Antihypertensive Drug Could Be an Inexpensive Anticancer Agent

A new research study published in the Journal of Dermatology has found that propranolol, a commonly used antihypertensive agent, could substantially reduce proliferation of angiosarcoma.

A new research study published in the Journal of Dermatology has found that treating angiosarcoma with propranolol—a beta blocker most commonly used to treat hypertension, dysrhythmias, and other cardiac conditions—could substantially reduce proliferation of the cancer.

The authors, clinicians at the Texas Tech University Health Sciences Center, treated a patient who presented with an enlarging lesion on his left cheek, forehead, and scalp, diagnosed as angiosarcoma, with propranolol hydrochloride. Within a week of propranolol monotherapy, tumor proliferation was found reduced by about 34%. When the patient was administered standard therapy of paclitaxel poliglumex, 2 mg/m2 infused weekly; radiotherapy during the subsequent 8 months; along with propranolol hydrochloride, 40 mg 3 times a day, the result was extensive tumor regression and the lack of metastases.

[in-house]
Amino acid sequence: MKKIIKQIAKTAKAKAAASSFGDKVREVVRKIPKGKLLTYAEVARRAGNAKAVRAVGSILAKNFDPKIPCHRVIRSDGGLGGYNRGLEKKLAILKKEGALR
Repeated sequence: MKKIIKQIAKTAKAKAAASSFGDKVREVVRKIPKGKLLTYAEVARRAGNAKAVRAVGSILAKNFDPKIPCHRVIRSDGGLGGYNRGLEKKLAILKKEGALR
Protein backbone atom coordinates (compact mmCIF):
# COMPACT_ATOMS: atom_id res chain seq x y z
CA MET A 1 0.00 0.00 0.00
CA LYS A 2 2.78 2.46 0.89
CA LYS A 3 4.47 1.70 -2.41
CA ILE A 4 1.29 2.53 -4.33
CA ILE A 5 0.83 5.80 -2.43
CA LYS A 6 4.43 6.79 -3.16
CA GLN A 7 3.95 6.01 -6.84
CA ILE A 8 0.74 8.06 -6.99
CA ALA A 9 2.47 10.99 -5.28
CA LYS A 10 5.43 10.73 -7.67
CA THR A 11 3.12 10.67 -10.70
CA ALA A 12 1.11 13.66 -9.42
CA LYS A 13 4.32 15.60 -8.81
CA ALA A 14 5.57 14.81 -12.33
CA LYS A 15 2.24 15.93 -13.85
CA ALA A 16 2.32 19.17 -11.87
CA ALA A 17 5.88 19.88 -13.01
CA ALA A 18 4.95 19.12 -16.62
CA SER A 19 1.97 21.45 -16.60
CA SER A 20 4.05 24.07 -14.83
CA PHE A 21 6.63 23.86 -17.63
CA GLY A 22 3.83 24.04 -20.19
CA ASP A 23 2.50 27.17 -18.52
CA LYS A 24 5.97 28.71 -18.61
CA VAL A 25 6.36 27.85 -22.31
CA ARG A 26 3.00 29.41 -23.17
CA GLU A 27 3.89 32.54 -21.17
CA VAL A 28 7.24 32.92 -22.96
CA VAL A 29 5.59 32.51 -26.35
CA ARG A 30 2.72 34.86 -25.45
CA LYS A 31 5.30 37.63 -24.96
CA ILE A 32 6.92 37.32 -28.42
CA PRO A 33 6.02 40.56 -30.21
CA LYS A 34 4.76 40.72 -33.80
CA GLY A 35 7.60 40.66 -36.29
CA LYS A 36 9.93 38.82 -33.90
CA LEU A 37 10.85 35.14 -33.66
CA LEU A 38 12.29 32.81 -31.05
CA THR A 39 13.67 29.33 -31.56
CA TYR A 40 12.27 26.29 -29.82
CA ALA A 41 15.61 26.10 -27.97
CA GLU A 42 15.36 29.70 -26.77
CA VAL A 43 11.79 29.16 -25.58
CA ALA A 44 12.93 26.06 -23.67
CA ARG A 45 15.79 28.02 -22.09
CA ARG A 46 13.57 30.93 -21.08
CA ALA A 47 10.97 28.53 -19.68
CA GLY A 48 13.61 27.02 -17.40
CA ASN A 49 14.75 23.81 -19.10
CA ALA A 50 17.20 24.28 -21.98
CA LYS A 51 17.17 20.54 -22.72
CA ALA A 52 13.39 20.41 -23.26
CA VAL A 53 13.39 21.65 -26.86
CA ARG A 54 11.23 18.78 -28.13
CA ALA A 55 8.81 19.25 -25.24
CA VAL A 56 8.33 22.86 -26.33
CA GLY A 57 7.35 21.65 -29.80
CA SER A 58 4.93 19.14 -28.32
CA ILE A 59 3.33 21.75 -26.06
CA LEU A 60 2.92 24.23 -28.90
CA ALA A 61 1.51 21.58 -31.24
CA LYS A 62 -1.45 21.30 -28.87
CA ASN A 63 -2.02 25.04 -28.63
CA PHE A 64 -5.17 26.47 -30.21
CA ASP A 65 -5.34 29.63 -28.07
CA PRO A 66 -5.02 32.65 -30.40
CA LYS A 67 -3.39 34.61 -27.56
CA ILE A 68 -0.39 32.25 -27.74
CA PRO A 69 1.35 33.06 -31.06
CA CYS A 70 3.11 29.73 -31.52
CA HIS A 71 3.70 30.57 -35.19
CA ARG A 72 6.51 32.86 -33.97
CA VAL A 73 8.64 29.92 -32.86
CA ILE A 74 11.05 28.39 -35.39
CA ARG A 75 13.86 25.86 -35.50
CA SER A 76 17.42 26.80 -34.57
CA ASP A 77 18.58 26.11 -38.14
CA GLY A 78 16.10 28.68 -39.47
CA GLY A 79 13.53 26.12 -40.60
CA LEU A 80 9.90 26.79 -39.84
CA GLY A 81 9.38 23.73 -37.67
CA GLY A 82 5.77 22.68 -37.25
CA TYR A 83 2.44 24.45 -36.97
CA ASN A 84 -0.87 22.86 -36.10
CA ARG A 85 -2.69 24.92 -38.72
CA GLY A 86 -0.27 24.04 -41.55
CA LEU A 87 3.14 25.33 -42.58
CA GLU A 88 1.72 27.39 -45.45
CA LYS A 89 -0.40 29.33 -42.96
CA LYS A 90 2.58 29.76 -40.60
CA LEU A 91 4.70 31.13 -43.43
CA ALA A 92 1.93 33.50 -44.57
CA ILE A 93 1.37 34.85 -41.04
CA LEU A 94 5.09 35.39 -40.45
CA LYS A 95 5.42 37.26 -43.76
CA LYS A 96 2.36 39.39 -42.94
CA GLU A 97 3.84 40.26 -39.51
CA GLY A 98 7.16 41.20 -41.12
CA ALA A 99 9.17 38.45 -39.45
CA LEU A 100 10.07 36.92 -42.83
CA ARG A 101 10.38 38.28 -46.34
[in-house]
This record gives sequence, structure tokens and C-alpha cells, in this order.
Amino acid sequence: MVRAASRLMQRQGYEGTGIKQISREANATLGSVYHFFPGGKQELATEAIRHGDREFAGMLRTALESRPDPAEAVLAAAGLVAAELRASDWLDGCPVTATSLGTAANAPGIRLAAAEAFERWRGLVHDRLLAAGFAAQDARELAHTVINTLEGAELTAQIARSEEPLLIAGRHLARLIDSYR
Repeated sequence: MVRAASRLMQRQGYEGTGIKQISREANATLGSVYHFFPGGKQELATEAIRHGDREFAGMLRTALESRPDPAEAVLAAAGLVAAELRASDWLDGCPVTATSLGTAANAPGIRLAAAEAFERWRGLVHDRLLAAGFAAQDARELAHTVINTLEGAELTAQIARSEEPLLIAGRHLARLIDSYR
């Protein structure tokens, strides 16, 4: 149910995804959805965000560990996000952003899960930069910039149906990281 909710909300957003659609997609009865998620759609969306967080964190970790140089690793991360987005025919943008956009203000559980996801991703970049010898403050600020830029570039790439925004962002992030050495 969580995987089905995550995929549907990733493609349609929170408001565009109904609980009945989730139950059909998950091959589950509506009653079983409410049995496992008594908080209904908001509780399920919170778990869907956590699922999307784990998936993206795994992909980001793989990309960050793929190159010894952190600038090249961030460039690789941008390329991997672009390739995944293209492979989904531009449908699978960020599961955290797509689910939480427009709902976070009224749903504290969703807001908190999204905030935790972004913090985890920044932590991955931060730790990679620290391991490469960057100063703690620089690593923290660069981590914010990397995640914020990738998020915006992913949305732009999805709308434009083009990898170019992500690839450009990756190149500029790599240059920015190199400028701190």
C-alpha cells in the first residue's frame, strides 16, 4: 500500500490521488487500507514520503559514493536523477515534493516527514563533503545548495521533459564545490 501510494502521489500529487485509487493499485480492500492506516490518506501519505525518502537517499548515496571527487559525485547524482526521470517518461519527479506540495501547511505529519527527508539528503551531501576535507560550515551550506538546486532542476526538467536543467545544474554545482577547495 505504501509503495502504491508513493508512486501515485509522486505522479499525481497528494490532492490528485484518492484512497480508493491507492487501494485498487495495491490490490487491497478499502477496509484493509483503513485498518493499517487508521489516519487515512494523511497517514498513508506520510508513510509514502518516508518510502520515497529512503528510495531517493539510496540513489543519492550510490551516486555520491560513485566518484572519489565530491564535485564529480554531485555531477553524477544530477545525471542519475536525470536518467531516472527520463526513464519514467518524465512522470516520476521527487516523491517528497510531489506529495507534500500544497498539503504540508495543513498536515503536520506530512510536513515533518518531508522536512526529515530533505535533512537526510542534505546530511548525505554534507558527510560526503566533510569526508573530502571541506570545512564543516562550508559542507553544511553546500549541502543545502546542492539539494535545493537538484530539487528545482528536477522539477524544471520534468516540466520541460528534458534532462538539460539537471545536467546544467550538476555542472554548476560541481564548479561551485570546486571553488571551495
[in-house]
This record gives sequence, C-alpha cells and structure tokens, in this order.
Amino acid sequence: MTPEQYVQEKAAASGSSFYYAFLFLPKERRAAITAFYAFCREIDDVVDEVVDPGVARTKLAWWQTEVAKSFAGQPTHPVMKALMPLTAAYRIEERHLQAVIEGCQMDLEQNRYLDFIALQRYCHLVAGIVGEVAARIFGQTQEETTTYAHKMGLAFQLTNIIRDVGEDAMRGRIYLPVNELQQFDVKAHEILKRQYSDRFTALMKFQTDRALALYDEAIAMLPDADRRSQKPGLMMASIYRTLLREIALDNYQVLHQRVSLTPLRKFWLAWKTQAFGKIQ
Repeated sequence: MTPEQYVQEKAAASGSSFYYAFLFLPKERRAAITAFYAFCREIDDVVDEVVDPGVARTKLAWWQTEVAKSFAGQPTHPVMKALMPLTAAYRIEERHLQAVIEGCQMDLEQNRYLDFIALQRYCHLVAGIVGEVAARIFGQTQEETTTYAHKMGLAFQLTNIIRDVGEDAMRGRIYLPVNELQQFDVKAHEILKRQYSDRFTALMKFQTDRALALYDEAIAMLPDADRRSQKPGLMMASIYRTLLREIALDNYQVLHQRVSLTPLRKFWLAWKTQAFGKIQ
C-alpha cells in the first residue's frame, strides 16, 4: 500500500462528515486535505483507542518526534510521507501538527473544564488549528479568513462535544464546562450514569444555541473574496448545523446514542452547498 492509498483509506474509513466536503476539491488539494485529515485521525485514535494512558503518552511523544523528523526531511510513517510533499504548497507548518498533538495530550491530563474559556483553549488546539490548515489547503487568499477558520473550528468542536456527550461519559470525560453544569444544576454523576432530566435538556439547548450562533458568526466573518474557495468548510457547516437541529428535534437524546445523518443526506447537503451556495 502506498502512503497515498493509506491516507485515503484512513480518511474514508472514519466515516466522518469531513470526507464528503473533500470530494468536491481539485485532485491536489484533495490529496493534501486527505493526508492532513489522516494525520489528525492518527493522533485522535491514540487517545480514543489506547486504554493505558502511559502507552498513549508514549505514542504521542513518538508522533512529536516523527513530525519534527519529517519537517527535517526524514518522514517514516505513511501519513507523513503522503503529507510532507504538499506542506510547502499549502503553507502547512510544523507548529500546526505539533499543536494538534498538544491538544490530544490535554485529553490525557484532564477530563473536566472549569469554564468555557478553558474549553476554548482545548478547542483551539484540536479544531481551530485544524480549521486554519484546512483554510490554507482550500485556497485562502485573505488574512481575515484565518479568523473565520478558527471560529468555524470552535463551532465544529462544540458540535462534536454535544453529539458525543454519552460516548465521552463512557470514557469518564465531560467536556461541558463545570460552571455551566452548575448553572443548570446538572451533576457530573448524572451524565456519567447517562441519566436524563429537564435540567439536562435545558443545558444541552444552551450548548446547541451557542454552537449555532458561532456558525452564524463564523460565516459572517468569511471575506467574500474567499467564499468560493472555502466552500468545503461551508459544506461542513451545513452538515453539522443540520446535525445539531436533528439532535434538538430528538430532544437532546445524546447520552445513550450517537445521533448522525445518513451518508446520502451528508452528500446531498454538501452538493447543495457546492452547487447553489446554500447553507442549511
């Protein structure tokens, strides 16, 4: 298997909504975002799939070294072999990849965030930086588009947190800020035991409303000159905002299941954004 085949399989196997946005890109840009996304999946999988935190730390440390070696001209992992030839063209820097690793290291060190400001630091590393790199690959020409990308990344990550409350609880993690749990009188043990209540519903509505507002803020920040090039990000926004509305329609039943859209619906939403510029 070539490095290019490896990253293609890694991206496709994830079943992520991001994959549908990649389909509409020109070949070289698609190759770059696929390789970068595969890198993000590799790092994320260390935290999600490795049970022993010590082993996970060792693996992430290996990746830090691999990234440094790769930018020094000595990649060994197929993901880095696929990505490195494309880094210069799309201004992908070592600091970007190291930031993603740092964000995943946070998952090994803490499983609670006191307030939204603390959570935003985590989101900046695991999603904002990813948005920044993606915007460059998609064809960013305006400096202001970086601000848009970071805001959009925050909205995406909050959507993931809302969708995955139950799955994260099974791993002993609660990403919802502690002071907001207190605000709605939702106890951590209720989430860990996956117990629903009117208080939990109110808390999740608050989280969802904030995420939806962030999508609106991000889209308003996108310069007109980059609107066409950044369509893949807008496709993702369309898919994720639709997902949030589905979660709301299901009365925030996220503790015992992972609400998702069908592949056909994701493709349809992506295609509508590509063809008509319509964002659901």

Calling their discovery a “major advancement in the treatment of angiosarcomas,” the authors point to the financial advantage that the drug presents. While current prescription treatments for sarcomas can cost over $10,000 per month, propranolol may cost about $4 per month.

The authors are now conducting a phase 2 study with propranolol in breast cancer patients.